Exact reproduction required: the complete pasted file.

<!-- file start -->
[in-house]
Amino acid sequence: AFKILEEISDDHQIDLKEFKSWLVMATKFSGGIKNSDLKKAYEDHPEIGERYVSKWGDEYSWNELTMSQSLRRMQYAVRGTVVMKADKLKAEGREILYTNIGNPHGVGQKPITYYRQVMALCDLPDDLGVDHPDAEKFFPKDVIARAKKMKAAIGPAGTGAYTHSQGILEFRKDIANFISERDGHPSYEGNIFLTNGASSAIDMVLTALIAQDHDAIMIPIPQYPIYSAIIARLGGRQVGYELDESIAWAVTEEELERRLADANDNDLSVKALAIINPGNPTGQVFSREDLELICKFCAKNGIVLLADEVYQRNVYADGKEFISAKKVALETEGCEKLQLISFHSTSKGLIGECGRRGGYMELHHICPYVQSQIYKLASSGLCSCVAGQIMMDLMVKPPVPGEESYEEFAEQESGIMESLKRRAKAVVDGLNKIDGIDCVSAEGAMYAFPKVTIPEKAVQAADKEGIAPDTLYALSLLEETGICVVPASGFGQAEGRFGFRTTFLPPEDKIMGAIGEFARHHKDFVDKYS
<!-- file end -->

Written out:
[in-house]
Amino acid sequence: AFKILEEISDDHQIDLKEFKSWLVMATKFSGGIKNSDLKKAYEDHPEIGERYVSKWGDEYSWNELTMSQSLRRMQYAVRGTVVMKADKLKAEGREILYTNIGNPHGVGQKPITYYRQVMALCDLPDDLGVDHPDAEKFFPKDVIARAKKMKAAIGPAGTGAYTHSQGILEFRKDIANFISERDGHPSYEGNIFLTNGASSAIDMVLTALIAQDHDAIMIPIPQYPIYSAIIARLGGRQVGYELDESIAWAVTEEELERRLADANDNDLSVKALAIINPGNPTGQVFSREDLELICKFCAKNGIVLLADEVYQRNVYADGKEFISAKKVALETEGCEKLQLISFHSTSKGLIGECGRRGGYMELHHICPYVQSQIYKLASSGLCSCVAGQIMMDLMVKPPVPGEESYEEFAEQESGIMESLKRRAKAVVDGLNKIDGIDCVSAEGAMYAFPKVTIPEKAVQAADKEGIAPDTLYALSLLEETGICVVPASGFGQAEGRFGFRTTFLPPEDKIMGAIGEFARHHKDFVDKYS